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Sturkey v. Stirling

United States District Court, D. South Carolina, Charleston Division

November 17, 2014

Willie Joe Sturkey, Plaintiff,
v.
Bryan P. Stirling, Director, SCDC; Juanita Gatson, Regional Director of Classification, SCDC; and Wanda Buoy, Lieutenant, RCI, in their individual capacity, in their official capacity, Defendants.

ORDER

RICHARD M. GERGEL, District Judge.

This matter is before the Court on the Report and Recommendation (R & R) of the Magistrate Judge, (Dkt. No. 55), recommending this Court grant Defendants' motion for summary judgment. (Dkt. No. 35-1.) Plaintiff filed a timely objection. (Dkt. No. 62.) As explained herein, the Court ADOPTS the R & R in part, grants summary judgment on Plaintiff's federal claims, and dismisses Plaintiff's pendant state motion without prejudice.

I. Factual Background and Procedural History

A. Factual Background

Plaintiff, a prisoner at Lee Correctional Institution, filed this civil action pro se on December 11, 2013. (Dkt. No. 1.) Plaintiff alleges a deliberate indifference claim under 42 U.S.C. § 1983 and gross negligence under state tort law occurring during his incarceration at Ridgeland Correctional Institution (RCI) in Ridgeland, South Carolina.[1] ( Id. ) Plaintiff amended his Complaint on February 11, 2014, and seeks a declaratory judgment[2] and monetary damages in the amount of $300, 000 dollars. (Dkt. No. 22-2 at 6.)

Plaintiff alleges that his "serious medical conditions" of chest pain, high blood pressure, and high cholesterol require, pursuant to his medical classification, that he be placed in a bottom bunk of the ground floor in any cell assignment. (Dkt. No. 22-2 at 4.) He alleges that Defendant Wanda Buoy, a Lieutenant at RCI, refused to comply with this requirement, thereby delaying his medical treatment. (Dkt. No. 22-2 at 5.) Plaintiff has provided his medical classification and cell assignment forms, which restrict Plaintiff's cell assignment to a bottom bunk on the ground floor. (Dkt. No. 51-2 at 6, 7.) The medical classification form was entered on October 22, 2010, and the cell assignment form is dated December 6, 2011, six months prior to when Plaintiff alleges he first informed Defendant Buoy of his cell assignment restrictions. (Dkt. Nos. 51-2 at 6, 7, 22-2 at 4.)

In her affidavit, Defendant Buoy attests that Plaintiff was transferred to RCI on or about March 19, 2012, and was first assigned to the Savannah Dorm. (Dkt. No. 35-4 at 2.) According to Plaintiff's medical records, on May 14, 2012, Plaintiff was transferred to the Charleston Dorm for security reasons. (Dkt. No. 35-7 at 5.) The medical records indicate that he protested this assignment because there were members of the "Bloods" gang at the Charleston Dorm, and he felt threatened by them. ( Id. ) Plaintiff was assured that he would be safe because the Charleston Dorm was on a lockdown, and was assigned to a top bunk on the second floor. ( Id. ) According to the South Carolina Department of Corrections' (SCDC) response to Plaintiff's grievance, there was no available bed space on the ground floor when Plaintiff was first transferred. (Dkt. No. 1-1 at 1.)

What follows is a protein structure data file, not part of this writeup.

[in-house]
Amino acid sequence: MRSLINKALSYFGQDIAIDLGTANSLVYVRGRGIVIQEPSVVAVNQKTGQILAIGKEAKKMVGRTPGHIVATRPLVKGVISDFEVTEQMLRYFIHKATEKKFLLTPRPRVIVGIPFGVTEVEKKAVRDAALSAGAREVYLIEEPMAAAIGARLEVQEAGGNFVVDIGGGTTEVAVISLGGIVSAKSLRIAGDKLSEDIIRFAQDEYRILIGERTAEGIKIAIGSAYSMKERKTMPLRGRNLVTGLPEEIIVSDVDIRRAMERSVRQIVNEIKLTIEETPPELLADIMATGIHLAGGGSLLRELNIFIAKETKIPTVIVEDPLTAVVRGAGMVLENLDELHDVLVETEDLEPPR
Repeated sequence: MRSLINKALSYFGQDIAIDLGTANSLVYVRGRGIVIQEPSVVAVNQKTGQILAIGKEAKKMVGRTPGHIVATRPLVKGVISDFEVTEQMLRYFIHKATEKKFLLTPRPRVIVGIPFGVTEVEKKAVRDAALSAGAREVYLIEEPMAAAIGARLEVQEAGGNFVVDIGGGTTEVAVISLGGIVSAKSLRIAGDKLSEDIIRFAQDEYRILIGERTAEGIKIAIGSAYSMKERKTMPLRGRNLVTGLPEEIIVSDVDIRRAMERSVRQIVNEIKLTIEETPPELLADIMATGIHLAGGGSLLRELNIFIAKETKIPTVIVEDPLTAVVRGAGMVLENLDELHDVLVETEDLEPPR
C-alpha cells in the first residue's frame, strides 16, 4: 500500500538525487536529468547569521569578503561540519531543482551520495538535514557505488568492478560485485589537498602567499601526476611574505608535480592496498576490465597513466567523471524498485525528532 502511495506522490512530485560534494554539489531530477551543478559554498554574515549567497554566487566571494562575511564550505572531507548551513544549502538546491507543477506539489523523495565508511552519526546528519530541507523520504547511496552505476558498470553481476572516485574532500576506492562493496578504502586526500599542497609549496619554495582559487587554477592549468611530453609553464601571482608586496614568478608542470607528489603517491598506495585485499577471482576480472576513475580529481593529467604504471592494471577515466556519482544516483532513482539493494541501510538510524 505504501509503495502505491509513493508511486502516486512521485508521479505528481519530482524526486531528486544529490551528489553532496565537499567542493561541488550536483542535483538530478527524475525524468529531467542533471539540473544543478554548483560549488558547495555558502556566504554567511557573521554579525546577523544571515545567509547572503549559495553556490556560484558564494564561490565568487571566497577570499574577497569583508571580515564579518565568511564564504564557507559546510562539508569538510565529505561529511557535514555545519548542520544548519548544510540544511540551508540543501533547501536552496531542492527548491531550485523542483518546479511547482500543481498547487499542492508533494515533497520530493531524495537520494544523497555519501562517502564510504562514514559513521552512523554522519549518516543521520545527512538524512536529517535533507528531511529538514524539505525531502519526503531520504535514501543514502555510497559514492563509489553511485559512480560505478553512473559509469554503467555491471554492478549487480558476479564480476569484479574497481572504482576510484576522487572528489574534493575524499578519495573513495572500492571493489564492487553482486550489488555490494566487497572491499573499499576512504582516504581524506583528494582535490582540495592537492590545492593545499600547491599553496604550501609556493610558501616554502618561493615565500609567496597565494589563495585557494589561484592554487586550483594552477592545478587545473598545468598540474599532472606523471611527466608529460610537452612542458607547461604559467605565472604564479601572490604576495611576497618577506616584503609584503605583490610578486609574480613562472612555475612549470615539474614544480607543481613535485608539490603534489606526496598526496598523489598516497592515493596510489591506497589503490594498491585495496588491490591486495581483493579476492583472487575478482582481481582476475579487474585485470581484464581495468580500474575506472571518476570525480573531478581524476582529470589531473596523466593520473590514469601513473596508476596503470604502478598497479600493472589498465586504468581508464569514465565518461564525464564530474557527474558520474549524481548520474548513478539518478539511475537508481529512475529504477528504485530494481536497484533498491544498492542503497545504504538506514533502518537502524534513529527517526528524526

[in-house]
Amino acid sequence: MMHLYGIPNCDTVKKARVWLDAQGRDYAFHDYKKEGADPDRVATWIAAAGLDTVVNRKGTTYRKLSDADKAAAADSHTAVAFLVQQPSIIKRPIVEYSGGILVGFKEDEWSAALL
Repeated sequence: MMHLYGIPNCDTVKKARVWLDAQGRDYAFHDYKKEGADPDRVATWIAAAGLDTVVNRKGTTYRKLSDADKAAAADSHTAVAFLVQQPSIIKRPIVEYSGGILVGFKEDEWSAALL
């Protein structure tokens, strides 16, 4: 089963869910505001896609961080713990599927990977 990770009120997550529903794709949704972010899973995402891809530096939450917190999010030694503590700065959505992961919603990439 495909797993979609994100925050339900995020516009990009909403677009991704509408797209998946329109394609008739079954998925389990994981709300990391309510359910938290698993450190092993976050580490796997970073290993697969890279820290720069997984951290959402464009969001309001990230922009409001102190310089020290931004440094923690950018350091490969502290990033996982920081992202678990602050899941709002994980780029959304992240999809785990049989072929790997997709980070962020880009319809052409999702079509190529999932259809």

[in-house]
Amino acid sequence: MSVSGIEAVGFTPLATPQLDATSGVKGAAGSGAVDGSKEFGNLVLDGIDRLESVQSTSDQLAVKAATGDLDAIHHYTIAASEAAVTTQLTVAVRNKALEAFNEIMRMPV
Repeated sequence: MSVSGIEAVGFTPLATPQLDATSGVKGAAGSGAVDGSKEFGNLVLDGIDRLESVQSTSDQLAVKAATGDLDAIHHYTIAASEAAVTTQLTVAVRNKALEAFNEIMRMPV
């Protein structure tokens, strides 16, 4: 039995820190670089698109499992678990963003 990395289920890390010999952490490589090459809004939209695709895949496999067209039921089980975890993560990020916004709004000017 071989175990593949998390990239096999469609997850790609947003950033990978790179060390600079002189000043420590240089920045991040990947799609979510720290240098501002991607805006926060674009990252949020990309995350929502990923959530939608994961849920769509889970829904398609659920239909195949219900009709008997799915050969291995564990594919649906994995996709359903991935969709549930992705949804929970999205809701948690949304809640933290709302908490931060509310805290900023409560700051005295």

Plaintiff alleges that when he was assigned to the Charleston Dorm on or about May 10, 2012, he informed Defendant Buoy that he had a medical condition that required he be assigned to a bottom bunk on the bottom floor. (Dkt. No. 22-2 at 4.) He alleges that Defendant Bouy responded that she did "not provide special privileges to thieves" and ignored his continued requests to be moved. ( Id. ) Defendant Buoy denies these allegations in her affidavit, and claims that she had no knowledge of Plaintiff's medical condition and cell assignment. (Dkt. No. 35-4 at 2.) She states that she knew only that Plaintiff took medication. ( Id. ) She further explains that she has no role in making classification decisions or moving an inmate for security reasons. ( Id. at 1.)

Plaintiff alleges that Defendant Buoy threatened to move him to a disciplinary unit if he continued to complain. (Dkt. 22-2 at 4.) Plaintiff further alleges that, in response to this threat, he made an appointment with "the Doctor, who immediately sent a message to" Defendant Buoy on June 7, 2012, to move him according to his medical classification. ( Id. ) The June 7, 2012 medical encounter note referenced by Plaintiff states, "Please contact security about transferring to another building. Has to remain on daily nursing for now. Cannot change classification." (Dkt. No. 51-2 at 11.) There is no mention of any restriction to a bottom bunk on the ground floor. ( Id. ) Further, there is no evidence that this request for Plaintiff to be moved to another building was actually ever transmitted to Defendant Buoy or received by her, and Defendant Buoy denies receiving any such request. (Dkt. No. 35-4 at 2.)

The medical records indicate that Plaintiff received daily nursing while incarcerated at RCI, and that his blood pressure was closely monitored by medical staff. (Dkt. Nos. 35-7 at 2-5, 51-2 at 16.) On April 25, 2012, prior to his transfer to the Charleston Dorm, Plaintiff's blood pressure was recorded as 190/130 mm Hg. (Dkt. No. 51-2 at 11.) According to the medical records, Plaintiff's blood pressure did not rise above this level at any time between May 10, 2012, and June 11, 2012, the period of Plaintiff's alleged delay in medical treatment. (Dkt. No. 35-7 at 2-5.)